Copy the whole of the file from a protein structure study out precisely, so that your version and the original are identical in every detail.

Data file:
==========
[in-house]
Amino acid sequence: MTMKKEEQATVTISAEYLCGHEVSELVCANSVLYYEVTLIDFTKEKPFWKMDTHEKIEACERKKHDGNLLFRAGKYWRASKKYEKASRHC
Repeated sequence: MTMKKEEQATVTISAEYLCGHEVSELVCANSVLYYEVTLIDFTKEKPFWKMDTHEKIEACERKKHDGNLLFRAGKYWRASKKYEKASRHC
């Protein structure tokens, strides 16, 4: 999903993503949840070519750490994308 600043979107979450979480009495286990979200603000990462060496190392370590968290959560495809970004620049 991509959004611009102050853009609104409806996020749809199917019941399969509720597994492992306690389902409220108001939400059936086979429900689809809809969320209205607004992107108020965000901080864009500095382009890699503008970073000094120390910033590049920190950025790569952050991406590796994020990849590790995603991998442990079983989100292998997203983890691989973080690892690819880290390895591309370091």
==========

[in-house]
Amino acid sequence: MTMKKEEQATVTISAEYLCGHEVSELVCANSVLYYEVTLIDFTKEKPFWKMDTHEKIEACERKKHDGNLLFRAGKYWRASKKYEKASRHC
Repeated sequence: MTMKKEEQATVTISAEYLCGHEVSELVCANSVLYYEVTLIDFTKEKPFWKMDTHEKIEACERKKHDGNLLFRAGKYWRASKKYEKASRHC
């Protein structure tokens, strides 16, 4: 999903993503949840070519750490994308 600043979107979450979480009495286990979200603000990462060496190392370590968290959560495809970004620049 991509959004611009102050853009609104409806996020749809199917019941399969509720597994492992306690389902409220108001939400059936086979429900689809809809969320209205607004992107108020965000901080864009500095382009890699503008970073000094120390910033590049920190950025790569952050991406590796994020990849590790995603991998442990079983989100292998997203983890691989973080690892690819880290390895591309370091």